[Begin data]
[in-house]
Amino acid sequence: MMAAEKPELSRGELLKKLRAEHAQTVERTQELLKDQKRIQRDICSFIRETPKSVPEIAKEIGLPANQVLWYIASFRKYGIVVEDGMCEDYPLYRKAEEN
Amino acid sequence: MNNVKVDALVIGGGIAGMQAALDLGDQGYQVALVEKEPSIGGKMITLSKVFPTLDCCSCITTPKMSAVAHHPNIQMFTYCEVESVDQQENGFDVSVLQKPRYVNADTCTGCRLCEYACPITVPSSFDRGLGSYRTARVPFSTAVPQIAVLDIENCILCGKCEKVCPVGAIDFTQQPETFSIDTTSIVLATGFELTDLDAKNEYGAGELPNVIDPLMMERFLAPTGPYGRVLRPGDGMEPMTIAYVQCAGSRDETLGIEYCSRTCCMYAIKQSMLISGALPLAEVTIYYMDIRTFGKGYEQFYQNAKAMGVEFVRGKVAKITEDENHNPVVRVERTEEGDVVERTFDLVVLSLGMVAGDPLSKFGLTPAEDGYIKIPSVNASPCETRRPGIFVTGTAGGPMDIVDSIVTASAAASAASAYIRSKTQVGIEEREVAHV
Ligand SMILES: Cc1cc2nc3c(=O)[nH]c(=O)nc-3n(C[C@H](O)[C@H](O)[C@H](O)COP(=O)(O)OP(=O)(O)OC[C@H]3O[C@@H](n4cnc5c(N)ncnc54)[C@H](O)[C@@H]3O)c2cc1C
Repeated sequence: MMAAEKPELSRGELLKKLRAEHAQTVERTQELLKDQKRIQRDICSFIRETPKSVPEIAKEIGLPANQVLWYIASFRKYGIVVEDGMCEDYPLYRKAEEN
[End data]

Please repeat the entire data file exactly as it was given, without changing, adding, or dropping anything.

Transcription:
[in-house]
Amino acid sequence: MMAAEKPELSRGELLKKLRAEHAQTVERTQELLKDQKRIQRDICSFIRETPKSVPEIAKEIGLPANQVLWYIASFRKYGIVVEDGMCEDYPLYRKAEEN
Amino acid sequence: MNNVKVDALVIGGGIAGMQAALDLGDQGYQVALVEKEPSIGGKMITLSKVFPTLDCCSCITTPKMSAVAHHPNIQMFTYCEVESVDQQENGFDVSVLQKPRYVNADTCTGCRLCEYACPITVPSSFDRGLGSYRTARVPFSTAVPQIAVLDIENCILCGKCEKVCPVGAIDFTQQPETFSIDTTSIVLATGFELTDLDAKNEYGAGELPNVIDPLMMERFLAPTGPYGRVLRPGDGMEPMTIAYVQCAGSRDETLGIEYCSRTCCMYAIKQSMLISGALPLAEVTIYYMDIRTFGKGYEQFYQNAKAMGVEFVRGKVAKITEDENHNPVVRVERTEEGDVVERTFDLVVLSLGMVAGDPLSKFGLTPAEDGYIKIPSVNASPCETRRPGIFVTGTAGGPMDIVDSIVTASAAASAASAYIRSKTQVGIEEREVAHV
Ligand SMILES: Cc1cc2nc3c(=O)[nH]c(=O)nc-3n(C[C@H](O)[C@H](O)[C@H](O)COP(=O)(O)OP(=O)(O)OC[C@H]3O[C@@H](n4cnc5c(N)ncnc54)[C@H](O)[C@@H]3O)c2cc1C
Repeated sequence: MMAAEKPELSRGELLKKLRAEHAQTVERTQELLKDQKRIQRDICSFIRETPKSVPEIAKEIGLPANQVLWYIASFRKYGIVVEDGMCEDYPLYRKAEEN